For the Nijmegen-based researchers, these results are an indication that human language usage is both a product of biological inheritance and a product of a specific culture.

Look First

It is rather astonishing to me how many linguists and those working in speech therapy or those having some alternative interest in language as well as human cognition, are rather deficient in their correlative knowledge of different subjects, much less grasp an understanding of how the presence of a recurring pattern-of-three exists in language, hearing and cognition (thinking). While there are non three-patterned arrangements in the human ear as well, it stands to reason that an alternation in the numerical assignment of these structures would have an effect on hearing, and thus speech as well as thinking, by related degrees of structural importance. In other words, if instead of multiple patterns-of-three we had multiple patterns of 4, 5, 6, 7, 8 etc., in the structure of the ear, surely it is not too much of a stretch of the imagination to consider the possibility that language and thinking would be attentively altered.

Yet, in discussing the usage of numbers for highlighting patterns, it is not about a given number that a threesological approach is focused on. The "three" is not viewed as a type of all-important Trinity as if it were a sacred entity to be worshipped.

The "three" is as much a tool as other numbers and symbols used by language, hearing and thinking. Even philosophers are particularly remiss about delving into the analysis of hearing as a topic, though when a view is encountered such as this one: Auditory Perception, there is a surprising lack of information referencing anatomical and developmental structure, and instead represents an amalgamation of porch-swing-philosopher superficialities so very typical of one philosophical paper after another.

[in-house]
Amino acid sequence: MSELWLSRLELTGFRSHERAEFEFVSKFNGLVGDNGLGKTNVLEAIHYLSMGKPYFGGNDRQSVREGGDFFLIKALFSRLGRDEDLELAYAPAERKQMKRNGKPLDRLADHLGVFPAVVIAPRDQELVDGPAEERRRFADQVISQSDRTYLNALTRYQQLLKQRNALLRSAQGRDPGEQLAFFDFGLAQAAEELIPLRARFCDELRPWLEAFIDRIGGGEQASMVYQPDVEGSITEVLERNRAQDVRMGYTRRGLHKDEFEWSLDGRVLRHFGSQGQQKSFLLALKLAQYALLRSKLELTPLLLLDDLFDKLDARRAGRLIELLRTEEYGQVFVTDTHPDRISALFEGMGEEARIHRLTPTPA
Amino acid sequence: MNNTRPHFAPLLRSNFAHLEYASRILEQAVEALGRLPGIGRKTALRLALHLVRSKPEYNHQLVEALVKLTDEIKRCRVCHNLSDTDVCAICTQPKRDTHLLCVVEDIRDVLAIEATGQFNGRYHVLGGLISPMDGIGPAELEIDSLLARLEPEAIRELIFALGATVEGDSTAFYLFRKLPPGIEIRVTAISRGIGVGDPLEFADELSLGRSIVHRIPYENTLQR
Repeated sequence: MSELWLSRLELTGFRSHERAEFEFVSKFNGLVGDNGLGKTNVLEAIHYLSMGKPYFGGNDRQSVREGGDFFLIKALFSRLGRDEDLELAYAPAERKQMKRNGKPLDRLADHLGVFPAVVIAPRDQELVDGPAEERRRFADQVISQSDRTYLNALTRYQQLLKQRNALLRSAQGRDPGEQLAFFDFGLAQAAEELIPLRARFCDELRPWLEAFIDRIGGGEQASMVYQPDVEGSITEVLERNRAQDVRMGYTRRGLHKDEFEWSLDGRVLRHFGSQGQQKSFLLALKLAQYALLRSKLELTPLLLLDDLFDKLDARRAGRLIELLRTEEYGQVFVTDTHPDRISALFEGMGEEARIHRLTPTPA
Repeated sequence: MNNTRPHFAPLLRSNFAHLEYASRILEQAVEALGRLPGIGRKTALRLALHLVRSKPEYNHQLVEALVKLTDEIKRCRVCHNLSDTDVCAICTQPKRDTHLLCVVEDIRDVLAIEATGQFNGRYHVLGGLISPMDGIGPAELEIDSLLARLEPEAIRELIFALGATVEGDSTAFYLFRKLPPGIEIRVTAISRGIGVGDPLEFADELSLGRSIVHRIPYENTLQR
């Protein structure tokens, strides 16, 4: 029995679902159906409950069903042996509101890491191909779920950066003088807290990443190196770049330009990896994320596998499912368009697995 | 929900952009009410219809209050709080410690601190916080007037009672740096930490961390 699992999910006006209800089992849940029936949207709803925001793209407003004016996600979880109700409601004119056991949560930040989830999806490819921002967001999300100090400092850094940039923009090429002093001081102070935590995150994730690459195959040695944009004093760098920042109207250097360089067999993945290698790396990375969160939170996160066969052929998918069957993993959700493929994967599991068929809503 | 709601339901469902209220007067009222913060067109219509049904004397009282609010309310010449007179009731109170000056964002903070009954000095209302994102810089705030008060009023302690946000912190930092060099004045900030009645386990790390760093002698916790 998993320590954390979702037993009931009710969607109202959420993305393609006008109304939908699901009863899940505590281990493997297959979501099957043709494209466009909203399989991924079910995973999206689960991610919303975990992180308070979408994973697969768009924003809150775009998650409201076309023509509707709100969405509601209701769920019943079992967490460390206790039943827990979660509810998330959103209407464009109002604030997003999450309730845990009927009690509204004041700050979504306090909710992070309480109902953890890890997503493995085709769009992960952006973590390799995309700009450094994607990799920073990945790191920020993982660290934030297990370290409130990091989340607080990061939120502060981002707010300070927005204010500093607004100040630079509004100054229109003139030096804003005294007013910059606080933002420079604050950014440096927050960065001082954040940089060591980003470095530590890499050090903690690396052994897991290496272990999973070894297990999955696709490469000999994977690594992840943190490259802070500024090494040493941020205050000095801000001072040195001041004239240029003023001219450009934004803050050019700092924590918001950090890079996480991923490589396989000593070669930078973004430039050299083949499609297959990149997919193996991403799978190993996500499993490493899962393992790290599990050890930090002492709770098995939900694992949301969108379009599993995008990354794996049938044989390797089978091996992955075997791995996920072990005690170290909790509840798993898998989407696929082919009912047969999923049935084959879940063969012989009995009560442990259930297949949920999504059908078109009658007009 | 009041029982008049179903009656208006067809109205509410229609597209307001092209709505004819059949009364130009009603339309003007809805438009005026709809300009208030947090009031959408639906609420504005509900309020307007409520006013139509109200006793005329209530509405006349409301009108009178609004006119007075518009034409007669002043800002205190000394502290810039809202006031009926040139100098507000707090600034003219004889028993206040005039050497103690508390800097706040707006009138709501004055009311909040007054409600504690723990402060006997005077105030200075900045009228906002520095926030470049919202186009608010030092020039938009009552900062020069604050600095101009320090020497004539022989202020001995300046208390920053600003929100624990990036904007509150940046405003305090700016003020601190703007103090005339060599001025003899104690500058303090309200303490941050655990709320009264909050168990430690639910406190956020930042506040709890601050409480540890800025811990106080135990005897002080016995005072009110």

While we can find a discussion of the parts and mechanics of the ear in a Handbook of Natural philosophy, it too reveals how well the system of public academia is in creating tunnel vision like horses with blinders on, because there is no correlations to speech patterns, writing patterns and thinking patterns, such as a threesological approach is manifesting.

And while there may be hundreds of philosophical papers that are more comprehensive in their analysis, the internet does not readily supply a means to find them, or access to them are behind what are referred to as "pay walls", where a person has to pay for a given research paper, despite the claims by multiple scientists and others that knowledge should be freely distributed so as to enhance overall human understanding. Independent researchers very often have limited budgets to work from and thus are not able to get at information with which to develop deeper insights due to a sharing of information with others who have a like-minded interest in a given topic, though those behind pay walls are not restricted from reading ideas such as are posted at the Threesology Research Journal sight. Yet, I am not immune to the practicalities of day to day living. Because people need money to live and that most research, particularly independent research is not funded, researchers are forced to find a means to supplement what are typically meager incomes— which force them to live sometimes under harsh conditions, though creativity and originality of thought is often generated by a person who is uncomfortable. Creative people are generally faced with being uncomfortable, and that discomfort is not necessarily due to external causes such as a lack of food, shelter, clothing or even money, but is generated from some internal source which makes many a poet, artist and others wake in the middle of the night and pursue that which originates from their own type of muse... be it the familiar kind or the episodic "presence" or "spectre" identified by vague intimations of their presence.

Whereas the word "creativity" is not generally used to explicate any definitive excursion into the inter-connective analysis of language, hearing and thinking; a short excursion into this realm via a short appraisal of the word "muse" is a moment's sideline entertainment (or 'diversion' if you wish), that creates a stage for the reader to think in broader terms of inclusiveness since the word "muse" has been applied to different subject areas, though its origin was a bit more selfishly applied: